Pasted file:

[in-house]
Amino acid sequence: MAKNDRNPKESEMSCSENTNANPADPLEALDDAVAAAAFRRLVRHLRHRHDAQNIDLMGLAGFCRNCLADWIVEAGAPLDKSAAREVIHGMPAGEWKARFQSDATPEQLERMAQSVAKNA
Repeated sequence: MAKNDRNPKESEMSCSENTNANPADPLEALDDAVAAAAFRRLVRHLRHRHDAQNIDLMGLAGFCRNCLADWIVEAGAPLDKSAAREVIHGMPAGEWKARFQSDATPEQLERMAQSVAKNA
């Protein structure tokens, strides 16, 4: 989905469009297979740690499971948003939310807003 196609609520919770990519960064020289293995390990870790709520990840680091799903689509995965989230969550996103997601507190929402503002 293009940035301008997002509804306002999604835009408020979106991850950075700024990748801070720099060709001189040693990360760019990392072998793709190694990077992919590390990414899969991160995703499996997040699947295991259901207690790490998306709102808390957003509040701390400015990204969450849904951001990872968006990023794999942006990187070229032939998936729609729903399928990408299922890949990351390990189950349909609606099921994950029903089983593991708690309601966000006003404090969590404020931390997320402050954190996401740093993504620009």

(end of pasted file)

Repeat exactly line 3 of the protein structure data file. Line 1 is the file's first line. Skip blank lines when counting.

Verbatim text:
Repeated sequence: MAKNDRNPKESEMSCSENTNANPADPLEALDDAVAAAAFRRLVRHLRHRHDAQNIDLMGLAGFCRNCLADWIVEAGAPLDKSAAREVIHGMPAGEWKARFQSDATPEQLERMAQSVAKNA